When Serious Sam first debuted on the PC in 2001 many gamers were quite enthralled with the title. Let's ignore the fact that it featured a really high draw distance for the time making it easy to see enemies coming instead of them just popping up. Let's also ignore the fact that it managed to be very pleasing graphically for its time, although you could put an eye out on those jagged polygons now. As fantastic as this was at the time it just doesn't compare to, what I believe, is the selling point to the Serious Sam franchise: huge battles against a ridiculous amount of enemies.
Nowadays we, as gamers, think nothing of huge battles against dozens of enemies but it wasn't always that way. Back when playing Wolfenstein 3D it would be rare for there to be more than three enemies in a large room. Quake was somewhat the same although at times enemies would be coming out at a rapid pace making it feel faster paced. Doom upped this a bit where you could have numerous enemies moving around at once but they were, more often than not, groups of the same enemy with a few other monsters thrown in (i.e. eight zombie soldiers with an Imp or two).
But Serious Sam developer, Croteam, wasn't willing to settle for this and brought us the Serious Engine. Walking into a room you will sometimes find yourself dealing with one or two enemies at a time with the occasional large group of one enemy type attacking. But just wait until you get to a mini-boss or boss room expecting a one-on-one encounter - That won't hold up for a moment in this game.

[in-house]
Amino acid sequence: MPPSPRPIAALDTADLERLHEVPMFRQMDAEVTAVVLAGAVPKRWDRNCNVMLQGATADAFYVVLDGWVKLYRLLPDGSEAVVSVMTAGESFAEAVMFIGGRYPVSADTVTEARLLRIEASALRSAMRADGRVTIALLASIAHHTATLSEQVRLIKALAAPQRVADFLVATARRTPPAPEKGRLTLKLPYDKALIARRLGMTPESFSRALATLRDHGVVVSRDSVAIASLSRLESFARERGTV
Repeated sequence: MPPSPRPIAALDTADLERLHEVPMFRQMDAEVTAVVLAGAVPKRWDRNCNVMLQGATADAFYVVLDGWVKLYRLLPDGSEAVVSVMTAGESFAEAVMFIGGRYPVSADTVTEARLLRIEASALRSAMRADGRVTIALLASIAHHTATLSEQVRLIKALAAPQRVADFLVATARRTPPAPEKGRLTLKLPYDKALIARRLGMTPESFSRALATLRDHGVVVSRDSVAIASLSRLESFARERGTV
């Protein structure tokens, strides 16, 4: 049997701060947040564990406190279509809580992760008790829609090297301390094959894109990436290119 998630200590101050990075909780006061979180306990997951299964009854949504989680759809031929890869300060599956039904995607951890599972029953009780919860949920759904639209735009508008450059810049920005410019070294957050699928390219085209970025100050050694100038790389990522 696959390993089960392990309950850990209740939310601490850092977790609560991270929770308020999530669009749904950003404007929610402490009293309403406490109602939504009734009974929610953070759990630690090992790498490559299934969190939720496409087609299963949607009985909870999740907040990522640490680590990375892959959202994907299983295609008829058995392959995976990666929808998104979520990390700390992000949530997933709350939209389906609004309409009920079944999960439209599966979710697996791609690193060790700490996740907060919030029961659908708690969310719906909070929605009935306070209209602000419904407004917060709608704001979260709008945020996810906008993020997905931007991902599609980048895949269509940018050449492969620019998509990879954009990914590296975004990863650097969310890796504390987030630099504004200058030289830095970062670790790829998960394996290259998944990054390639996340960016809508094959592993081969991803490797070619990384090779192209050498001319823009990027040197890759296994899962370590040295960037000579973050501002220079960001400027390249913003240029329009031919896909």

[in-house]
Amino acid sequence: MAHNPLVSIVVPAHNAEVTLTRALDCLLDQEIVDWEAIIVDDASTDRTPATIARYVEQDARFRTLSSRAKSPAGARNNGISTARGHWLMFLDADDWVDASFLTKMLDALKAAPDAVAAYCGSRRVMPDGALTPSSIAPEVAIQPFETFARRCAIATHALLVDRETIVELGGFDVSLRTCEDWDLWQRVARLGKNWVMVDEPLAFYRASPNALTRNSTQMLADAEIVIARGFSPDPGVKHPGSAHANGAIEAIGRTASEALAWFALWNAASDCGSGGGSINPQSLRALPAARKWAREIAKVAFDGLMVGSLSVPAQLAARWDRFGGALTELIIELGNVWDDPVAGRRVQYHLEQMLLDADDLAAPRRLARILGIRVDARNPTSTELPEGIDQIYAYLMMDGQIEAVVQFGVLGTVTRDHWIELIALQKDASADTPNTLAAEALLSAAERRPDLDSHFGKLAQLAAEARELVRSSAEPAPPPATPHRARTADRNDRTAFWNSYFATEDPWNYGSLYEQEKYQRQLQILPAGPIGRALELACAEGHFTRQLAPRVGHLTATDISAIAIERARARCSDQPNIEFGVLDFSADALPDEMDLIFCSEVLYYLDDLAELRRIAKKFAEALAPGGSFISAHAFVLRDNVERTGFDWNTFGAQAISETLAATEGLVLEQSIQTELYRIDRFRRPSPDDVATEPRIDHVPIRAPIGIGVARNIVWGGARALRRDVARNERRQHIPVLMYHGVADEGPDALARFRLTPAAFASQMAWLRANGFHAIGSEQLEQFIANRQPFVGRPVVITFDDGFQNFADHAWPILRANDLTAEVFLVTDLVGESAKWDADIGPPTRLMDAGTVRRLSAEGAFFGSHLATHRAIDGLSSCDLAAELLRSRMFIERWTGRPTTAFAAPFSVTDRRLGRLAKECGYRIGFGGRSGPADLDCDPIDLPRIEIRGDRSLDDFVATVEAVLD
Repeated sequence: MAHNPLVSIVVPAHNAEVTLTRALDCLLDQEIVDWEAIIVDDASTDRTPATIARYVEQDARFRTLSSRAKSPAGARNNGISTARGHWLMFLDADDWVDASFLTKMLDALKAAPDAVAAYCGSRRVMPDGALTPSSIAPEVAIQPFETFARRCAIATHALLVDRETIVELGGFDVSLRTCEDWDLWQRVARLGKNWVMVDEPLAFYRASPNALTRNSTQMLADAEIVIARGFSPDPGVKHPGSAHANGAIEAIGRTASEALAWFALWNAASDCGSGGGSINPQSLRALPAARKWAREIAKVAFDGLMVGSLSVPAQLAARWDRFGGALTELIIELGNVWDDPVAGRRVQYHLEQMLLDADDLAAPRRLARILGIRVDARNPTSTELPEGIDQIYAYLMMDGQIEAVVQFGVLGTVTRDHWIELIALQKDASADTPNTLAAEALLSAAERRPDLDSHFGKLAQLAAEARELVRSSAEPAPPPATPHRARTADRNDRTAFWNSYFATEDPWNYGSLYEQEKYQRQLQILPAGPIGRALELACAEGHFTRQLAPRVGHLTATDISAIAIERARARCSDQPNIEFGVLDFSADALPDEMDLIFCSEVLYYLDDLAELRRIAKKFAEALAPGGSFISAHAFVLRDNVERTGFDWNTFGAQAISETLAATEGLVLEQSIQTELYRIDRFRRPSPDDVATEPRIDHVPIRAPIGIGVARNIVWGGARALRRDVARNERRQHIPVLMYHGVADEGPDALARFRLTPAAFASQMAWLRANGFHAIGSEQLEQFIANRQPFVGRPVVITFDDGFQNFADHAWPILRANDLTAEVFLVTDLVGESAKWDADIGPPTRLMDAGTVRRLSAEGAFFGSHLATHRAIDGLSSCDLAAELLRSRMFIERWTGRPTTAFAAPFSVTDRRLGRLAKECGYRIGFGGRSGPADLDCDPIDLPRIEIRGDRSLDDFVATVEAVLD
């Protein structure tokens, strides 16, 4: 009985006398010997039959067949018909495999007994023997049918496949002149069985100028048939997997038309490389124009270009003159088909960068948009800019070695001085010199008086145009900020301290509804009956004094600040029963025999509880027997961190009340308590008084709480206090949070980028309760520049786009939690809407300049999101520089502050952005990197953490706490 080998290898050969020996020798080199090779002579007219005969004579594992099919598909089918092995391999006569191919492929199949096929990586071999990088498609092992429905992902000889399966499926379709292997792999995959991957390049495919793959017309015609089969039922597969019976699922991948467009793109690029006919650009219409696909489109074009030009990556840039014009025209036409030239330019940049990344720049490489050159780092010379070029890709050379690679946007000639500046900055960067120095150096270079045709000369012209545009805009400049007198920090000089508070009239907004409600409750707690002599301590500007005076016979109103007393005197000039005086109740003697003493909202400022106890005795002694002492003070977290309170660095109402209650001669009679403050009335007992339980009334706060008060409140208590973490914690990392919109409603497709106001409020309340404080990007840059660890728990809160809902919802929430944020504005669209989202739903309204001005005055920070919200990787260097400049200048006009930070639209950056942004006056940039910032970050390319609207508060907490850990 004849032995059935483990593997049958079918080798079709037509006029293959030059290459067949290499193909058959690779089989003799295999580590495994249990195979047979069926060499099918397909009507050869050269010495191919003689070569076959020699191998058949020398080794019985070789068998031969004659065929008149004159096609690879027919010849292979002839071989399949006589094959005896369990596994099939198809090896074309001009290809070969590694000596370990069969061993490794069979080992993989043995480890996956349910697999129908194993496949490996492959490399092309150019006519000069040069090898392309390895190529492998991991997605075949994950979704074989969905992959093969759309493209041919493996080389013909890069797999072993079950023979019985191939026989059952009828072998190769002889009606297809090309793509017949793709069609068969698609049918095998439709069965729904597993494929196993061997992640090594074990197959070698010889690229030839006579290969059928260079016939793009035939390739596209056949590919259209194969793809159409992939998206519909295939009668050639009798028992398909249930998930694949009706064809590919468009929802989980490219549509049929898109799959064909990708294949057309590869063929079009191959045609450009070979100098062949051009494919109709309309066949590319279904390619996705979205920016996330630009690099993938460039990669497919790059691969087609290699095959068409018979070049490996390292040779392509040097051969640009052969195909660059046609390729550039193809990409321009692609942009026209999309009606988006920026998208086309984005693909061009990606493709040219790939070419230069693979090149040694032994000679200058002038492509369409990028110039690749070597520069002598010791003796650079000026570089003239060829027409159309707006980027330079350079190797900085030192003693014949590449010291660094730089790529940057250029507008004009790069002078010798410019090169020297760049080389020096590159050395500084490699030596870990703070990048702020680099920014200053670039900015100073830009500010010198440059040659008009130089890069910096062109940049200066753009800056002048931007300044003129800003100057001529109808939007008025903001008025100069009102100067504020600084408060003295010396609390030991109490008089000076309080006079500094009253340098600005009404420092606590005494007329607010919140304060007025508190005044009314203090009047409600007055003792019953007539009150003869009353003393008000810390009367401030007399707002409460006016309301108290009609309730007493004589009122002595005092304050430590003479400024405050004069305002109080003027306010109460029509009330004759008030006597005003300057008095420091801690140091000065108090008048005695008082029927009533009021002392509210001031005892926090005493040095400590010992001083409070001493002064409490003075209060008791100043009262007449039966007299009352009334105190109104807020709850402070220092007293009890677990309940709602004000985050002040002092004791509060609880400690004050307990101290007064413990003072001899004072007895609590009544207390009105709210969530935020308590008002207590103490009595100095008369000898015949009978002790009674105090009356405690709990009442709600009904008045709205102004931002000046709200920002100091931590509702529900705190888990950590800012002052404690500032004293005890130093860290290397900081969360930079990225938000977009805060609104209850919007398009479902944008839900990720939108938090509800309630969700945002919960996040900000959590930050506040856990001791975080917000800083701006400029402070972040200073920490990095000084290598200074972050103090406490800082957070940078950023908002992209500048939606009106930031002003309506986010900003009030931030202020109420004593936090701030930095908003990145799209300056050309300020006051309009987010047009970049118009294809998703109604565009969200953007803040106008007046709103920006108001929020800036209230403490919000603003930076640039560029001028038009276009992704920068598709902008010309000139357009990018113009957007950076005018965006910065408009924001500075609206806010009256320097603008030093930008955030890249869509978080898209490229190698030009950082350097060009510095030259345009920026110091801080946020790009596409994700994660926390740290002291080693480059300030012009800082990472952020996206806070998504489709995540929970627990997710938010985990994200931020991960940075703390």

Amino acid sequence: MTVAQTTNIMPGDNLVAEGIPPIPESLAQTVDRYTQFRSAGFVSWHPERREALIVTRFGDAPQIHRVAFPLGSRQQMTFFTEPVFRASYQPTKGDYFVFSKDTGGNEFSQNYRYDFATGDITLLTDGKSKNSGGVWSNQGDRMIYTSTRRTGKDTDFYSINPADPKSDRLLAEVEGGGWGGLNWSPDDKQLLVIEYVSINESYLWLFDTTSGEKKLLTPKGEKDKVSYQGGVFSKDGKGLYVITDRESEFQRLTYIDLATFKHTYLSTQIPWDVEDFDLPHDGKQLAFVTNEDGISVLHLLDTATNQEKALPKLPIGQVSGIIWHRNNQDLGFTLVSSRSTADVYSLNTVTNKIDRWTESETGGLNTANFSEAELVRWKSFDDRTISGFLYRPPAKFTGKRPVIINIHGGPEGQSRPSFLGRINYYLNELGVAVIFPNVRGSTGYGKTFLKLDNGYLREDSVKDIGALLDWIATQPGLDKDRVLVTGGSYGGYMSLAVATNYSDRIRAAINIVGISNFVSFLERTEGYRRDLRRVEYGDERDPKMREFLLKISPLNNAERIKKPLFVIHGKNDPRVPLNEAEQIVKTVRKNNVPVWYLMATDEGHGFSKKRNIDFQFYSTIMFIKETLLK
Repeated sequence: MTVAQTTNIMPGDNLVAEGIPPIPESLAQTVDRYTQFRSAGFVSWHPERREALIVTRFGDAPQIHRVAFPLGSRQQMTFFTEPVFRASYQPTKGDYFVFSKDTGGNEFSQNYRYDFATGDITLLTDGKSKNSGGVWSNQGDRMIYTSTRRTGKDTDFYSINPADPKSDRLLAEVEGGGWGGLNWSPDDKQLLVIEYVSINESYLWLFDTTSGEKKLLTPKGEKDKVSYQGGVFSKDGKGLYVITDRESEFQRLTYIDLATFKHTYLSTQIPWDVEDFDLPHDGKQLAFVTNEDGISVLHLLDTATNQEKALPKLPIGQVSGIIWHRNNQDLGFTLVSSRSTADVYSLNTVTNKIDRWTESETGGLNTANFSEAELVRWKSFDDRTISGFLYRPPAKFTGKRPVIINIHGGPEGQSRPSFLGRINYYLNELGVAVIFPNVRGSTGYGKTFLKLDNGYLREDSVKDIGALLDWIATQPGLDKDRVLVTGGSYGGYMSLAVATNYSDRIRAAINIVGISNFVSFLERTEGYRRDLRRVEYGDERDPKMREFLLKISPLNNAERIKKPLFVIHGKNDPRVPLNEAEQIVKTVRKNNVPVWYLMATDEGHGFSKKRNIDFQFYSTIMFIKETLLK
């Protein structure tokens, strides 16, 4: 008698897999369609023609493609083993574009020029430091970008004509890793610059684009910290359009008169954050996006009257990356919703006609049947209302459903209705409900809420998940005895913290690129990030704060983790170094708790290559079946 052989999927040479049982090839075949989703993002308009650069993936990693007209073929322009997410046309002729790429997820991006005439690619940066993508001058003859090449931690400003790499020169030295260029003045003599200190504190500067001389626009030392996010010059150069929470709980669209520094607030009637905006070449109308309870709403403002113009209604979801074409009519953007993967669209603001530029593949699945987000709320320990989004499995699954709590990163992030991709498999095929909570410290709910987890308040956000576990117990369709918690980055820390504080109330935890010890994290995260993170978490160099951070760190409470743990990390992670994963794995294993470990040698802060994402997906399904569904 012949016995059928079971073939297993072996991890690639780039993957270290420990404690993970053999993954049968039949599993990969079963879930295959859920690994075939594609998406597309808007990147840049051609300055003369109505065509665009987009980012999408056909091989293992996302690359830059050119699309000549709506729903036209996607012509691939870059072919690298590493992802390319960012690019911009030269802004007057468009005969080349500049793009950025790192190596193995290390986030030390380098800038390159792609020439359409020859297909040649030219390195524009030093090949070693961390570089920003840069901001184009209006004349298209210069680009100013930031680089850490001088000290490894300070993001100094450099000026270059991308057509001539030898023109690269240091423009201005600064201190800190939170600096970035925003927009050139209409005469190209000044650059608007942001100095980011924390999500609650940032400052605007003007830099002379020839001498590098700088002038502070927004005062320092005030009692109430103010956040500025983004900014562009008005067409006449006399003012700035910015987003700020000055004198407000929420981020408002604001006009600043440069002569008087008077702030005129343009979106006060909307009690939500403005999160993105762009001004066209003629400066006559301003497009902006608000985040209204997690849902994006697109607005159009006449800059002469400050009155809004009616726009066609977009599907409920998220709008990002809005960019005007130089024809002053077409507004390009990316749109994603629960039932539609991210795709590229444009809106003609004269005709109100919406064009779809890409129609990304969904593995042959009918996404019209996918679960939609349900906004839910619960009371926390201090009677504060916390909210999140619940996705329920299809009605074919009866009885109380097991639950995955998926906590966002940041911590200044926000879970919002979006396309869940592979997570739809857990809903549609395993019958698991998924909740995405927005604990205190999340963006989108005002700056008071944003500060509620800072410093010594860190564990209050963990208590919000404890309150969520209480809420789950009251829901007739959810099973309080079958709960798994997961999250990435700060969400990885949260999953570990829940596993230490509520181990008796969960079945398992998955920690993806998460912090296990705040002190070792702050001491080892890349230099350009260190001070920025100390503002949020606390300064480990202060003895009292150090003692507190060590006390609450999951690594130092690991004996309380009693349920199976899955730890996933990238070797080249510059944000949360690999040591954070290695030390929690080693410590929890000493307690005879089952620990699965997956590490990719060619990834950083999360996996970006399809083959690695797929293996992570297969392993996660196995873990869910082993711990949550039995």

An example of this is in one of the temples in Karnak. As you walk into a room, your AI helper NETRISCA, warns you not to fight the odd enemy that is seemingly sleeping on the floor. You have to cross the chamber and get the gun from the other side of the room first. Picking this up you will find that it's a rocket launcher. Most gamers are probably expecting that it's time to take down the boss, and it is, but he's far from alone. Numerous beastly enemies will charge you while a group of humanoids begin firing their guns at you. While you try to dodge the chargers and avoid the bullets of the humans the boss gets up and the giant scorpion man thing begins to shoot at you with a freaking mini-gun!
At first you will find these sorts of fights to be a fair bit overwhelming but its part of the appeal to the title. Learning where enemies spawn in as well as being quick enough to respond to them is integral to getting through the game. If you're not so good with memorizing enemy spawn locations or twitch shooting then you'll find the quick save key to be your best friend. This was all true in the original title and it's just as true now.
As this is an updated version of the old game the graphics are much easier on the eyes, an issue that has prevented many early 3d titles from seeing as much retro gameplay. The bigger monsters all look pretty impressive as do the backgrounds. However anyone who is coming into this expecting next-gen graphics that are designed to compete with the newest, big budget, FPS titles is going to be disappointed. More important than the graphics is the frame rate and even on an older machine with a weak video card, with the graphics set to Medium, the game ran smooth as butter even when the screen filled up with enemies.
One of the things that will put some people off is the difficulty. It's all too common to walk into a room and immediately be attacked by five or six enemies. Then, as you defeat those enemies, new enemies will spawn in to cheap shot you from all angles if you're not careful. It isn't as if you can't combat this by learning where the enemies spawn in and optimize how you handle each of them. Especially notable are the suicide bomber enemies who can get ridiculously frustrating, especially in areas where they charge you en masse.
If you're a gamer who finds that modern FPS are too easy and want a challenge pick up Serious Sam HD. Mixing challenging encounters with interesting boss fights you really can't go wrong. It can be found on Steam or purchased off of XBLA for 1,200 Microsoft points when it hits those respective services later this month.